Self-Employment During a Disability

For people with disabilities, the easiest way to get back to work is often to be self-employed, which may allow the kind of flexibility in terms of hours and job duties that no other employer would offer.  If you're receiving Social Security Disability Insurance benefits, though, there are rules that must be followed, both in terms of reporting work activity and in terms of how much you can earn before you risk being cut off.

For example, consider someone making crafts and selling them on the internet (through Etsy or eBay). Social Security looks at their earnings in that business as self-employment earnings. For self-employment, the most important number is the NESE (net earnings from self-employment, i.e., what the business earns after expenses), multiplied by .9235 (giving credit for the extra taxes self-employed people pay that a normal wage-earner's employer usually pays). There are some other work incentives under Social Security's rules that may wipe out more earnings, but that's a good number to start with.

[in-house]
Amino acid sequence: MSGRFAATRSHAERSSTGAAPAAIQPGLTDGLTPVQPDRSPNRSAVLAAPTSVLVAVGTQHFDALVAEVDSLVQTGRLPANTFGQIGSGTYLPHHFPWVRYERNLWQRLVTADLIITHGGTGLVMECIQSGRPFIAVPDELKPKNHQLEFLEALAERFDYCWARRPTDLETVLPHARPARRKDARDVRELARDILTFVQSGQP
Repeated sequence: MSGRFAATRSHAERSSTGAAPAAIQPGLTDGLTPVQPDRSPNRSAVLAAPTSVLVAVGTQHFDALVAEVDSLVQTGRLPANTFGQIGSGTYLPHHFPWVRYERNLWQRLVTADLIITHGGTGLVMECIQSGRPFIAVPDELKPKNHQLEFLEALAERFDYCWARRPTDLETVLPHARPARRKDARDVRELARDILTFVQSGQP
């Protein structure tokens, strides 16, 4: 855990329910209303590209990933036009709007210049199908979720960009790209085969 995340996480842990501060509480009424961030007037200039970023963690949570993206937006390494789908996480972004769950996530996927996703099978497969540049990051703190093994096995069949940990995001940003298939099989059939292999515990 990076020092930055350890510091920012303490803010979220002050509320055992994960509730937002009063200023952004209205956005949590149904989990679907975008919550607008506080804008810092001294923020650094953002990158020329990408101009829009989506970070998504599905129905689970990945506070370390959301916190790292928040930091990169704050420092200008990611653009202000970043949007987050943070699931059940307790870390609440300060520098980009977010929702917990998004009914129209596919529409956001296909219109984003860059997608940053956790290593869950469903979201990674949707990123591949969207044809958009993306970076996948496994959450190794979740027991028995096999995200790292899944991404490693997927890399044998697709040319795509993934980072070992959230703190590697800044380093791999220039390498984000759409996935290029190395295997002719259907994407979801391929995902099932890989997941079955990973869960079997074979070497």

$1,130 per month is what Social Security considers "gainful" employment (they adjust the number every year for inflation) - if you earn more than that in a month, you are considered to be "gainfully" employed, and not disabled for the purposes of Social Security disability. However, even earnings less than that can cause problems for those already on claim with SSA. Earnings of more than $810 in a month will trigger what is known as the "trial work period." Nine months of such earnings (not necessarily in a row) will complete your trial work period. After that, you enter the "extended period of eligibility," which is the 36 months (consecutive, this time) after your trial work period ends. During the extended period of eligibility (EPE), you can continue to receive your full disability benefit if you remain disabled, but Social Security will take away the payments you would receive for any months in which your calculated self-employment earnings (under the formula I described above) are more than $1,130 per month. At the end of the EPE, you risk being cut off altogether if you earn more than $1,130 per month in any single month. 

This is all assuming that you are receiving Title II Social Security Disability Insurance (SSDI) and not Supplemental Security Income (SSI). Keep in mind that even if you follow all of the rules above, SSA sometimes screws this whole thing up, and may cause hassles for you down the road, despite their own rules. 

--Jeremy Bordelon